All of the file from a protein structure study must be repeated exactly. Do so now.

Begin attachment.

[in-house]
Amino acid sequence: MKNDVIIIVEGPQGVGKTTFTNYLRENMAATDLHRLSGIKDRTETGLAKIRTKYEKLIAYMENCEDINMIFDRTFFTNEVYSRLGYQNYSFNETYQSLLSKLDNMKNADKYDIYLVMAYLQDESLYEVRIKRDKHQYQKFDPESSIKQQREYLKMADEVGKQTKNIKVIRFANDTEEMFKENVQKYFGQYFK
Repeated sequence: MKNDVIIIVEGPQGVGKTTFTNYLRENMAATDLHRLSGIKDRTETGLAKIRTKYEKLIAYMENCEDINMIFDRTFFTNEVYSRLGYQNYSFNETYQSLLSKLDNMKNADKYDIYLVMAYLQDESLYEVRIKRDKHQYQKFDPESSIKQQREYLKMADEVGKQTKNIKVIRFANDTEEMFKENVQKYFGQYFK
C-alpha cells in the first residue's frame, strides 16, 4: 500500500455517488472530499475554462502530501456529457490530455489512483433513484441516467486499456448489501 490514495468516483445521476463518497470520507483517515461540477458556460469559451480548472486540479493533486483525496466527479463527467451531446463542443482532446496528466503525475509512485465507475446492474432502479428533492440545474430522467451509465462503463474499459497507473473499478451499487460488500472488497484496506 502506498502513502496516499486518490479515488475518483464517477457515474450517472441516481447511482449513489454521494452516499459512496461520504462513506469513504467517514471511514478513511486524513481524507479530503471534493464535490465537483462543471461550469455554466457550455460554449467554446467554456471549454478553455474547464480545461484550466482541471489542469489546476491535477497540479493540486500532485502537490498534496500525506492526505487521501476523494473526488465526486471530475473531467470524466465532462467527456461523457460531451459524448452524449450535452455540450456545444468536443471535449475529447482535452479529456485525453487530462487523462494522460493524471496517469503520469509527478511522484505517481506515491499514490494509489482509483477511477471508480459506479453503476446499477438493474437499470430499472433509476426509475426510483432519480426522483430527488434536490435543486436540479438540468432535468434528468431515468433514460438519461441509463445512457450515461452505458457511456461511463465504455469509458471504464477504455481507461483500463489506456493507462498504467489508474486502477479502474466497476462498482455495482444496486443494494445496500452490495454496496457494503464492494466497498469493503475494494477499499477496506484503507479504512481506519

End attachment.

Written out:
[in-house]
Amino acid sequence: MKNDVIIIVEGPQGVGKTTFTNYLRENMAATDLHRLSGIKDRTETGLAKIRTKYEKLIAYMENCEDINMIFDRTFFTNEVYSRLGYQNYSFNETYQSLLSKLDNMKNADKYDIYLVMAYLQDESLYEVRIKRDKHQYQKFDPESSIKQQREYLKMADEVGKQTKNIKVIRFANDTEEMFKENVQKYFGQYFK
Repeated sequence: MKNDVIIIVEGPQGVGKTTFTNYLRENMAATDLHRLSGIKDRTETGLAKIRTKYEKLIAYMENCEDINMIFDRTFFTNEVYSRLGYQNYSFNETYQSLLSKLDNMKNADKYDIYLVMAYLQDESLYEVRIKRDKHQYQKFDPESSIKQQREYLKMADEVGKQTKNIKVIRFANDTEEMFKENVQKYFGQYFK
C-alpha cells in the first residue's frame, strides 16, 4: 500500500455517488472530499475554462502530501456529457490530455489512483433513484441516467486499456448489501 490514495468516483445521476463518497470520507483517515461540477458556460469559451480548472486540479493533486483525496466527479463527467451531446463542443482532446496528466503525475509512485465507475446492474432502479428533492440545474430522467451509465462503463474499459497507473473499478451499487460488500472488497484496506 502506498502513502496516499486518490479515488475518483464517477457515474450517472441516481447511482449513489454521494452516499459512496461520504462513506469513504467517514471511514478513511486524513481524507479530503471534493464535490465537483462543471461550469455554466457550455460554449467554446467554456471549454478553455474547464480545461484550466482541471489542469489546476491535477497540479493540486500532485502537490498534496500525506492526505487521501476523494473526488465526486471530475473531467470524466465532462467527456461523457460531451459524448452524449450535452455540450456545444468536443471535449475529447482535452479529456485525453487530462487523462494522460493524471496517469503520469509527478511522484505517481506515491499514490494509489482509483477511477471508480459506479453503476446499477438493474437499470430499472433509476426509475426510483432519480426522483430527488434536490435543486436540479438540468432535468434528468431515468433514460438519461441509463445512457450515461452505458457511456461511463465504455469509458471504464477504455481507461483500463489506456493507462498504467489508474486502477479502474466497476462498482455495482444496486443494494445496500452490495454496496457494503464492494466497498469493503475494494477499499477496506484503507479504512481506519